Voters in the state’s fifth-largest city chose a slate of new leaders in Tuesday’s election, including the city’s first woman mayor, as most incumbents in Duluth chose to step down rather than run for re-election.
Mayor-elect Emily Larson, a former social worker who serves as Duluth’s City Council president, swept the mayoral race with 72 percent of votes cast and a majority in each of the city’s 34 precincts to defeat local businessman Chuck Horton.
Larson will replace Don Ness, who announced last year that he would leave office after finishing his second term.
“It feels really good,” Larson said Wednesday of her victory. Street and infrastructure repair, housing issues and connecting neighborhoods across the lakeside city will be her priorities, she said.
Larson will take office as more new faces appear at the City Council, which saw four new members elected. By the time January inaugurations come around, just one of the council’s nine members — Jay Fosle — will have served longer than two years.
Larson inherits a city invigorated by Ness. Duluth saw its population of 20-somethings surge in recent years as it remade itself from a down-on-its-luck patch of tired neighborhoods to an up-and-coming mecca of outdoor life, craft beer and mountain bike trails. Its reputation rose as Outside magazine called it a “Best Town” last year and Lonely Planet travel guides named it a top 10 U.S. destination. Now, said Larson, Duluth will have to pivot to keep those young people around as they move into homes and start families.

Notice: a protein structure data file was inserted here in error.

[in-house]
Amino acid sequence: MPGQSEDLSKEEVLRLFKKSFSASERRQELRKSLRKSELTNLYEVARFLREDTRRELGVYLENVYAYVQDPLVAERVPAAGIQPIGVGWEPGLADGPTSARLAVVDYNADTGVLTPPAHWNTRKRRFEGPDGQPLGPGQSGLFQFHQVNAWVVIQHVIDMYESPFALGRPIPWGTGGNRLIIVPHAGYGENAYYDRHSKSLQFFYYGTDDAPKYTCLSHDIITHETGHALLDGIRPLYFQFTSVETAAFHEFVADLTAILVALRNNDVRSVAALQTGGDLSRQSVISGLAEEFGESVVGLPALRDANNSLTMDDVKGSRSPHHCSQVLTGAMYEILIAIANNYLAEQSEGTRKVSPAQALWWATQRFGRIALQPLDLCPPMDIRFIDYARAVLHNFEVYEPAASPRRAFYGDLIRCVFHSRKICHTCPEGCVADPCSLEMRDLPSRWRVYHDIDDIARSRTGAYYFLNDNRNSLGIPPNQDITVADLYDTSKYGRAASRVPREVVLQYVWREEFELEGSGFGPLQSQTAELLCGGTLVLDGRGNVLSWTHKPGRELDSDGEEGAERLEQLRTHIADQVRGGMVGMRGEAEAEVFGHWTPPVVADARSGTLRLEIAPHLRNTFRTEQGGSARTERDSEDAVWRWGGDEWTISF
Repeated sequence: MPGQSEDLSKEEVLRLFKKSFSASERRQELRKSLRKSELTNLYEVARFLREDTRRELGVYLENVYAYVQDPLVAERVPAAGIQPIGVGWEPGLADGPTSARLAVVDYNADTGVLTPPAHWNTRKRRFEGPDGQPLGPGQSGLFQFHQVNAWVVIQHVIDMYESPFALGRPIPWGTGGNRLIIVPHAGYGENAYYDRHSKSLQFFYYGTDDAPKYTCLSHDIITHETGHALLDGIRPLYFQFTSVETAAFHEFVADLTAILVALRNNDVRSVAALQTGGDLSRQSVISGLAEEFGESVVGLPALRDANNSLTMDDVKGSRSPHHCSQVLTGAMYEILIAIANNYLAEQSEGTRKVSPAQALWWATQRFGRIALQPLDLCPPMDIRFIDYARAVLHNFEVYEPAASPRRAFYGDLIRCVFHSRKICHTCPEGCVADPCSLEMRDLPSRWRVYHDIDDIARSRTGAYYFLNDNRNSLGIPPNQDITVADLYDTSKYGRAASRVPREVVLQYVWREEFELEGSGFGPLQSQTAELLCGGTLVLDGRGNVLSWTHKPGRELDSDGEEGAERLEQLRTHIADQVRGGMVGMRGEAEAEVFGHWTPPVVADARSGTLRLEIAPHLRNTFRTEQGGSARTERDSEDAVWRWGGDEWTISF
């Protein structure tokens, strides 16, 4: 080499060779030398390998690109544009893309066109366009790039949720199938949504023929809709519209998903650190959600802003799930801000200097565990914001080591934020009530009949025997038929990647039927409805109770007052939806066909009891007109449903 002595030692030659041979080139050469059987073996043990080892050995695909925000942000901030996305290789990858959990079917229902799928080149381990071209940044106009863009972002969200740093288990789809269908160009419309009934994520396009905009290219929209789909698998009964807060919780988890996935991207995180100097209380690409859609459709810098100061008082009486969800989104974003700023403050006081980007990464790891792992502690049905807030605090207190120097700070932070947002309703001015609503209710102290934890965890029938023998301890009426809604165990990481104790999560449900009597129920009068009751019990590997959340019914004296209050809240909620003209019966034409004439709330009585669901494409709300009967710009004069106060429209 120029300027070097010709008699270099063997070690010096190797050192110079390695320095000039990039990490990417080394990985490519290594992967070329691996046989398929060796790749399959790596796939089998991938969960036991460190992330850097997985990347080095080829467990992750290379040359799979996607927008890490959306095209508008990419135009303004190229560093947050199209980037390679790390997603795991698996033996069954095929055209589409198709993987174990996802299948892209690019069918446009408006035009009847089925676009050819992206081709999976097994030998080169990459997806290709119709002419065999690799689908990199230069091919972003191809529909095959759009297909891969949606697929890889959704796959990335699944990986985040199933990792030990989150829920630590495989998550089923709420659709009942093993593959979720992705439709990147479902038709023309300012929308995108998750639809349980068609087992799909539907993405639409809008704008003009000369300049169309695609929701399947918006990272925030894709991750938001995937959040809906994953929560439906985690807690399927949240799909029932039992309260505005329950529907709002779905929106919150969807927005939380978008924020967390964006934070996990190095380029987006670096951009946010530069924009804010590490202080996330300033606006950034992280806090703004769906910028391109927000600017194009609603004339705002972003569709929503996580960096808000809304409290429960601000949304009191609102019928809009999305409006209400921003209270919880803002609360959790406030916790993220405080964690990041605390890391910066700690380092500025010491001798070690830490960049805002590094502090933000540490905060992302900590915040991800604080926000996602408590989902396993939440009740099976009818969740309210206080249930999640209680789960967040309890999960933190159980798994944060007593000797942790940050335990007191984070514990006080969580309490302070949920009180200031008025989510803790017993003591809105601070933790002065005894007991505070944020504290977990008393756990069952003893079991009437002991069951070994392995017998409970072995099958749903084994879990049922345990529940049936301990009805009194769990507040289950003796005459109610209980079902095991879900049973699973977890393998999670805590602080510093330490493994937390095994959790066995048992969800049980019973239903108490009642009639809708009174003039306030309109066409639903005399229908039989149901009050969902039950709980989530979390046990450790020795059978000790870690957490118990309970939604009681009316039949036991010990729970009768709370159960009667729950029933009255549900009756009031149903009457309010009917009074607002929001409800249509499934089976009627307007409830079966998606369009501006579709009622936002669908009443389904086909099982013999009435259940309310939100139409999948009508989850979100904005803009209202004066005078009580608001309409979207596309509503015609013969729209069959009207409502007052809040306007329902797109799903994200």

Despite the city’s popularity among millennials, Duluth’s population of about 86,000 hasn’t changed much since the 1990 census.
Larson, who serves as a commissioner for the Duluth Economic Development Authority, said she expects to see some growth in tourism, but expects more economic development from manufacturing, industrial development and the city’s role as a regional hub and international port. The city has some $2 billion in construction projects in the pipeline, she said.
Still, the city hasn’t fully recovered from the recession, measuring slower jobs growth than most other major Minnesota cities.
Larson campaigned on economic development, and said Wednesday that her vision includes the health and welfare of local residents, some of whom are struggling. “How do we continue growth in our city and make sure everyone is a part of it?” she said.
Larson, 42, was born in St. Paul and moved to Duluth at 17 to attend the College of St. Scholastica, where she earned a bachelor’s degree in social work. She said she fell in love with the city soon after arriving.
“I feel like the city chose me,” she said.
In addition to serving on the City Council, Larson is a member of several local boards.
Her husband, Doug Zaun, is a local architect. They have two sons, ages 12 and 15. On her campaign website, Larson called herself a trail runner and “full-time admirer of Lake Superior.”
She spent $60,000 to $65,000 on her campaign, she estimated Wednesday.
Fresh City Council
The elections also saw victories for new City Council candidates Gary Anderson, Em Westerlund, Noah Hobbs and Elissa Hansen along with incumbents Fosle and Joel Sipress.
Sipress ran unopposed; he’s already served two years on the council since being appointed in 2014 to fill an empty seat.
“I’m actually really excited about the new energy that will be coming on the new council,” Sipress said.
He praised Ness for putting the city on sound financial footing. The city’s new economy includes the aerospace sector, niche manufacturing, professional employment and creative professions along with tourism, said Sipress. The challenge ahead will be ensuring that everyone in Duluth shares in the city’s economic recovery, he said.
Ness, who often shares thoughts with his constituents via Facebook, posted a message of congratulations to the newcomers, saying he was “absolutely thrilled” for Larson. “Nice job, Duluth. You’ve made some excellent choices,” he wrote.